In Riomaggiore, I linger over cannoli and coffee. I walk around the port, dodge seagulls, and talk to an Italian guy standing on a high rock. You’re not thinking about jumping, are you? I ask, sure I’m joking. He answers like it’s nothing, plunging thirty? fifty? feet down into the blue.

I meet up with Lauren again and we eat cones of calamari, inciting bird envy.

More nauseating curves and then it’s back to the hostel. I run outside to see La Spezia before it gets dark.

The only “person” I cross directly is a disgruntled black bulldog that sticks its head between the bars of a fence and snorts at me.

Otherwise, as I walk I can see into living rooms, into lives, into what looks like a stone wine cave, several well-fed Italians pouring wine and listening to music.

Back at the Ostello, I meet our new roommates: Heidi from Australia and Élodie from France. It turns out we’re all here for the same, cheerful reason: we all just wanted to see what this place looks like.

Buona serata !

alone in italia: day one

I am in a BlaBlaCar, sitting snugly in the backseat behind two French ladies also on their way to visit Cinque Terre.

I met them at a roundabout in Mandelieu–just south of Cannes and the ‘world capital’ of the mimosa flower. Sitting on a patch of sidewalk just out of traffic, I felt more like a classic hitchhiker than ever.

BlaBlaCar has enabled me to take trips that otherwise wouldn’t be possible. Today I’m using it instead of the trains to cut costs, cut travel time, and (perhaps most importantly) avoid the grèves–the nationwide SNCF railway strikes liable to put a serious hitch in travel plans.

Still, there’s always a bit of a niggling worry that the conducteur might show up late or even–worst-case-scenario: change their mind. This isn’t technically permissible, but the only consequence for the driver would be a bad review and the obligation to refund my twenty bucks. I picture sweating alone on the sidewalk for hours. I wouldn’t have another good option to get to Italy.

Happily, my two French hosts swing around the traffic circle right on time: early, actually.

The women point things out to each other, labeling what they see as we wind up and around cliffs on the road from southern France to southern Italy. They make the pleasant, unnecessary comments that flourish in good company. They’ve known each other for years; I can tell.

We are in Genova. The road is squeezed between clusters of melon-colored buildings with dark-green shutters and the edge of cliffs overlooking the Mediterranean.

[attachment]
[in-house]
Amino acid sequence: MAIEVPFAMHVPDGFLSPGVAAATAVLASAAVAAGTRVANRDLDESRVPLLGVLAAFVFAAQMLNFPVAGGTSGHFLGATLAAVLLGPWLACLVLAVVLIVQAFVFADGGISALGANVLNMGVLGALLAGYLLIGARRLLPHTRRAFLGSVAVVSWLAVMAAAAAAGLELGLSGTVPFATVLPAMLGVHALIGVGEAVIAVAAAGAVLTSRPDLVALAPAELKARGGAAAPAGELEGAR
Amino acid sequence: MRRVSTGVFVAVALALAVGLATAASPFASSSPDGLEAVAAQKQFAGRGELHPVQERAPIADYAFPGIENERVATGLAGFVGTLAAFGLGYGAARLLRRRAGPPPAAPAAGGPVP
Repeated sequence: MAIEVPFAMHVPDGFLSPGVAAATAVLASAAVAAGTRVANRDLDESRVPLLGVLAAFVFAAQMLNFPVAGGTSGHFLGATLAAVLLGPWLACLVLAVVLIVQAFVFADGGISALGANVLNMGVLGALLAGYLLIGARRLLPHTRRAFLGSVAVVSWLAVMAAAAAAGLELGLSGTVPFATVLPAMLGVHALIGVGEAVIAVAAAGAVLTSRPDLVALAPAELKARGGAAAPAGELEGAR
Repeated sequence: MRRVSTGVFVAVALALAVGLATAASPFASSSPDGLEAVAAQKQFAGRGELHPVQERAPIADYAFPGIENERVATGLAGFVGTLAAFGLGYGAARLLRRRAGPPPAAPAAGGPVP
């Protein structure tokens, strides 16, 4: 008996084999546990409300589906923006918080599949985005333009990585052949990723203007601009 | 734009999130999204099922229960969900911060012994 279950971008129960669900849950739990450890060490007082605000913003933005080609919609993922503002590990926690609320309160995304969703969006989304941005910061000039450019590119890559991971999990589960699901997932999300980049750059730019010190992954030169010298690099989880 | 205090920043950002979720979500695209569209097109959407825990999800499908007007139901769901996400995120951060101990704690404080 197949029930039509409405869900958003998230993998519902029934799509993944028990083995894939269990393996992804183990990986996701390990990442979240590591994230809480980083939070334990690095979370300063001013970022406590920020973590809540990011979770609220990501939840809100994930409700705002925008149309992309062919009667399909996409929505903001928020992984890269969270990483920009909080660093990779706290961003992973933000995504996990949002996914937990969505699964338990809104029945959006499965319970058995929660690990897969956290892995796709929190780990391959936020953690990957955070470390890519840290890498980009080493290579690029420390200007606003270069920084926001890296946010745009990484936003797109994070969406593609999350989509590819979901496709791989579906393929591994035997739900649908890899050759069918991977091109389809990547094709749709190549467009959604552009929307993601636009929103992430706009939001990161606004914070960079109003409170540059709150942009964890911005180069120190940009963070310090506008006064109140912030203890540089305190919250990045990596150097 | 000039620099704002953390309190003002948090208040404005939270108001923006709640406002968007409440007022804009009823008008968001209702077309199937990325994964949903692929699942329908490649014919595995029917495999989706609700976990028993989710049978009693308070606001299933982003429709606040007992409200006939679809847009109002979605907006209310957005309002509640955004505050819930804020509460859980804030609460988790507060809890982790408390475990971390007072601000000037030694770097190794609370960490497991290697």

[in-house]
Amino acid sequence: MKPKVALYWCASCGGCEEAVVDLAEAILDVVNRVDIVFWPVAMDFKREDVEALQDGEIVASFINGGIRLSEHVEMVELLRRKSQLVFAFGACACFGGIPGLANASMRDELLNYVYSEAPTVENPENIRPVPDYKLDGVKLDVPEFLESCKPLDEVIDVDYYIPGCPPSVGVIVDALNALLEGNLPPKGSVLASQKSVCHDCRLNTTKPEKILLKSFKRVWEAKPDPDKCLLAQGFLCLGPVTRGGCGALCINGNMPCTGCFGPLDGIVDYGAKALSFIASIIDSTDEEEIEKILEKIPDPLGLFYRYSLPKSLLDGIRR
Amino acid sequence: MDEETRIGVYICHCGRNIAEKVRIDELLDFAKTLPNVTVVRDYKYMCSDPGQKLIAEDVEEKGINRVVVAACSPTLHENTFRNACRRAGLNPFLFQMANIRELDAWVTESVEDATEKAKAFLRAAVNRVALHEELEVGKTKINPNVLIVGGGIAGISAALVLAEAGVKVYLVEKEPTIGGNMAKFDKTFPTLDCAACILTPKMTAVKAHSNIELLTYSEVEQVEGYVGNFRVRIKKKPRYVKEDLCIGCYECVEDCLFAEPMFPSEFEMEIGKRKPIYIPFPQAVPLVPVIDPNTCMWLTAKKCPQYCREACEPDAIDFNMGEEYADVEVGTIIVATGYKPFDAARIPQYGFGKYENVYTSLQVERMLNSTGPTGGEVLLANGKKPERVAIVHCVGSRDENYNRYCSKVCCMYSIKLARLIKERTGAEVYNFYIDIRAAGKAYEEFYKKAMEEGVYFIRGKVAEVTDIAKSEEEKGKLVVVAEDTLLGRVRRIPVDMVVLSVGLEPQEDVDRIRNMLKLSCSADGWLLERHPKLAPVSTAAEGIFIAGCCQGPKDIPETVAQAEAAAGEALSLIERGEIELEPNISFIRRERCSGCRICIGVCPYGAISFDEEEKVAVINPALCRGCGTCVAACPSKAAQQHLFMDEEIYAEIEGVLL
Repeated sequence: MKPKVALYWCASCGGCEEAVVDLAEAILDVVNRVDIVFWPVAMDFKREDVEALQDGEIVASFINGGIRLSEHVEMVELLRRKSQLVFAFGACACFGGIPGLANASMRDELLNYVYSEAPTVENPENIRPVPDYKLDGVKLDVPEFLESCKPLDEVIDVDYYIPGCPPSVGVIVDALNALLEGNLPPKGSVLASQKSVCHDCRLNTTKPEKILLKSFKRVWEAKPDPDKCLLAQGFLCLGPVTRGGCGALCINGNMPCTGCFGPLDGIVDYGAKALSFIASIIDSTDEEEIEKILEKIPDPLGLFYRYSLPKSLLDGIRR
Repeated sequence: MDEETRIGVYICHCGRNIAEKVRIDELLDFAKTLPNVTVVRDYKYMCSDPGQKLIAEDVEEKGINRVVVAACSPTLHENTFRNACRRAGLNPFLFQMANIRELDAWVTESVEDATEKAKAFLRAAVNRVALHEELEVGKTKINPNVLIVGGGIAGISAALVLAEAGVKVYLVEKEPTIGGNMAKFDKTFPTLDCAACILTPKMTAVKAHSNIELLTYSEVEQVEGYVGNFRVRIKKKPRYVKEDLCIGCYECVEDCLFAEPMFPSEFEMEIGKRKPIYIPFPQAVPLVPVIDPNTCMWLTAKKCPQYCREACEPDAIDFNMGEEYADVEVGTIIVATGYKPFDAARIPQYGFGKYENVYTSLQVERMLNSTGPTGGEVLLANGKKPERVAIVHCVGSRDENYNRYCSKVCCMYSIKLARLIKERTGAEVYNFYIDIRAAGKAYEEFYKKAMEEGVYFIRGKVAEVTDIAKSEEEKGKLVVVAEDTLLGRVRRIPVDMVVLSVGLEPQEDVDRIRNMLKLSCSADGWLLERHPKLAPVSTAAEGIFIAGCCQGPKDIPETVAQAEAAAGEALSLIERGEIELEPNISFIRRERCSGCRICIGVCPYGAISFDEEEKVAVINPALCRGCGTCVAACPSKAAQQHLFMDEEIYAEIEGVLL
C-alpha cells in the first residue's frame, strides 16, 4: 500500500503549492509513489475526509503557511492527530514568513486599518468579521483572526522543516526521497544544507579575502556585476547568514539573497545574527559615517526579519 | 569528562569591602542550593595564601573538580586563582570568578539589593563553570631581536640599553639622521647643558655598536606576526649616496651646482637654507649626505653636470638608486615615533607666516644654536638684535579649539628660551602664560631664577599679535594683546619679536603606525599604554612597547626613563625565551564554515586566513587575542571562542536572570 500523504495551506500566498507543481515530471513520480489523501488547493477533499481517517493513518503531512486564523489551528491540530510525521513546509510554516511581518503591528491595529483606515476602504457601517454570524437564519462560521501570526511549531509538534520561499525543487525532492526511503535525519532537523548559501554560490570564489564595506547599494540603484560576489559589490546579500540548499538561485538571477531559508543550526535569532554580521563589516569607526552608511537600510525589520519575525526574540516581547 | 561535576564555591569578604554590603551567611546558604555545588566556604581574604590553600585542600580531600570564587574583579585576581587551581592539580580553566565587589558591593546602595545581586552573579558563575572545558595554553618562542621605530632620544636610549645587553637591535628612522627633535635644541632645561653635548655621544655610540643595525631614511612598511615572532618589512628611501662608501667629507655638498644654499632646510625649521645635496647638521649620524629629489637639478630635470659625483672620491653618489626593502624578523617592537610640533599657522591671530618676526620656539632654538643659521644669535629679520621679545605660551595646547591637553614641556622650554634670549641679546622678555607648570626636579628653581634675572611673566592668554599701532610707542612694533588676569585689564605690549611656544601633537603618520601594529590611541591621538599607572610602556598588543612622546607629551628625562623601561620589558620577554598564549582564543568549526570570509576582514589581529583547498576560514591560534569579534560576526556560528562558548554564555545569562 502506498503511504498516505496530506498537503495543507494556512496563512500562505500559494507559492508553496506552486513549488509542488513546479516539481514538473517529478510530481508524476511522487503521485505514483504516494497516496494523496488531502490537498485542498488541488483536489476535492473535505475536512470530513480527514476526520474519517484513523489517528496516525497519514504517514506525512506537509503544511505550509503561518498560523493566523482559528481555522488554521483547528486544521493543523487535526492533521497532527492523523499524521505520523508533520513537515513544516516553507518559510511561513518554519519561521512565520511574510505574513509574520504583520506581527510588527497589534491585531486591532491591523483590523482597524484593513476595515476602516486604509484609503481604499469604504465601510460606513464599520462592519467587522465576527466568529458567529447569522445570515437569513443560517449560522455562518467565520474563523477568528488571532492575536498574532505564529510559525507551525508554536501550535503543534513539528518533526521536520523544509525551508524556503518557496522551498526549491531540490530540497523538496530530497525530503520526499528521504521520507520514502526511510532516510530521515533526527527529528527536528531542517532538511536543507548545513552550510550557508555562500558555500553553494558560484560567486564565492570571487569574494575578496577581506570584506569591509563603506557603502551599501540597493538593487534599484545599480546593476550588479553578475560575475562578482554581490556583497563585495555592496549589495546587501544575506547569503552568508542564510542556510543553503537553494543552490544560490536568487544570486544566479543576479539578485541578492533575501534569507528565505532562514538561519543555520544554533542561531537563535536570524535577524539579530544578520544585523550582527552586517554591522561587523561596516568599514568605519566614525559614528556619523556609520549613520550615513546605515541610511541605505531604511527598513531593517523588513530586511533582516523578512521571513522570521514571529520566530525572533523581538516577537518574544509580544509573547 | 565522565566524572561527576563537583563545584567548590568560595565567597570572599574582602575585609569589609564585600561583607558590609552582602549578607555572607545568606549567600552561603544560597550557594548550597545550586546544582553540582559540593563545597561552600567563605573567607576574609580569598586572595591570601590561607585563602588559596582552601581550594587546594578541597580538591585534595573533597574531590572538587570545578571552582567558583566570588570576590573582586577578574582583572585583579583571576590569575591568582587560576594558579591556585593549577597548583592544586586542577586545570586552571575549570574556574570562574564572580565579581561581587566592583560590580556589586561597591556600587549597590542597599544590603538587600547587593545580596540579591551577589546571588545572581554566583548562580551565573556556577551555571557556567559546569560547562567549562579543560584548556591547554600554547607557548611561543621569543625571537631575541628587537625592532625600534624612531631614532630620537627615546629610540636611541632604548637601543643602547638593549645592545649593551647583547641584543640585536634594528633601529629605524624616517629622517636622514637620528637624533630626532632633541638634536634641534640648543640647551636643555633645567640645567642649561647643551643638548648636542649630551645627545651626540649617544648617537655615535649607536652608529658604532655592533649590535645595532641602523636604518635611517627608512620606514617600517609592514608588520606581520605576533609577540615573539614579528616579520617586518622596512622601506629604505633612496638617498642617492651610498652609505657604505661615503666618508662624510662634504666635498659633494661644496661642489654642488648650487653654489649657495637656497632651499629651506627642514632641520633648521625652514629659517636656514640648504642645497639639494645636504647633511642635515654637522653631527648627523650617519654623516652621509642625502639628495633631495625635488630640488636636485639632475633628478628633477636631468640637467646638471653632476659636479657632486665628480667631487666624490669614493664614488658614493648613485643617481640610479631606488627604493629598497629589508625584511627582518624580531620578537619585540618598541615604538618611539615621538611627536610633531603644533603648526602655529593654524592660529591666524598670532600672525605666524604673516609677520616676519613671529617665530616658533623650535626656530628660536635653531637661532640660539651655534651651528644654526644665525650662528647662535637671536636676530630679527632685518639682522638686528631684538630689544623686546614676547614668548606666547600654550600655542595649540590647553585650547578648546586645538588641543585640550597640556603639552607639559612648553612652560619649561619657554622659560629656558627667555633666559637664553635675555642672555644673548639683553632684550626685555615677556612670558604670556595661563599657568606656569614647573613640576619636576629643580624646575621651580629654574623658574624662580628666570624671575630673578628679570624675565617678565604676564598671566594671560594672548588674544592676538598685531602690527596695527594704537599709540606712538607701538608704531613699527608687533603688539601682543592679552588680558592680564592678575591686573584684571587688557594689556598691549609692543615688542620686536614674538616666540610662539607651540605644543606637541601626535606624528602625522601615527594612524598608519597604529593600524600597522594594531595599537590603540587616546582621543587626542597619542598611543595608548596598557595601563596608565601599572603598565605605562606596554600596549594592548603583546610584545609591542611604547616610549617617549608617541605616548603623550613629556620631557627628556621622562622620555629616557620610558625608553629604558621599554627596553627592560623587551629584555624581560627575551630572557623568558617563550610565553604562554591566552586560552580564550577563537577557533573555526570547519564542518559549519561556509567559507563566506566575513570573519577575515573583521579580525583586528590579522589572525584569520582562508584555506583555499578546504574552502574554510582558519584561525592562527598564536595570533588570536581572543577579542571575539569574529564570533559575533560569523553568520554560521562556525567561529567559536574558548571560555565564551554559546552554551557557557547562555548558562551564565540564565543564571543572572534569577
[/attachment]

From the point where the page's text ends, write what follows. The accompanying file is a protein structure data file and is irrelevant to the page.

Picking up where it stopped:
There is much to look at. I am dizzy with palm trees, sunset, a grand ship in port, the whine of Vespas in impossible places, crumbling stone arches, mustard-yellow apartments with flagrant flapping laundry.

Regarde là-haut.

Un citronnier.

Les marguerites. Que c’est beau.

Putain, oui.

They comment to each other, to me, to themselves. They comment with matter-of-fact appreciation, nothing sentimental about it. They note orange trees and lighted tunnels through mountains and particularly shameful parking jobs. In the hills they spy a lighted glass cube, like a futuristic science lab. It sits strangely on top of an ancient stone bridge.

I listen and consider it a good exercise in vocabulary practice.

I appreciate this last stretch of comprehension before I will open the car door and–Italy.

I am already sufficiently new-culture-ized, at the point where the newness is felt and I don’t take communication for granted. We stopped before at an ‘autoroute’ complex off the highway. Tirare on the doors instead of the Tirer I’m used to. Donne and Uomini for the bathrooms. Ciao, grazie and the tre cinquanta I paid for salami, crackers, and a hunk of Parmesan with a cute white mouse on the wrapper.

Already I’m thinking about what language to assume. To apologize in. To fall back on. To confirm a number in. It’s strange to think that I have a choice. I can represent myself as an American speaking in a ‘female, upwardly-mobile dialect.’ Or. I can be something else. I have French now. Greetings and numbers and etiquette. I know how to sigh French, how to make sounds of frustration or apathy. I do these things every day. And crossing the border in a BlaBlaCar doesn’t make it any easier to stop doing this.

So, will it be pardon or sorry that comes out of my mouth when my (6 months of) Italian fails me?

I consider this and make my own lists, labeling. A gigantic “pirate ship” in the bay. Italian flags hung like laundry. Signs advertising Gelateria. Pasticceria. Foccacerria.

I think of the coffee I’ll get tomorrow and drool.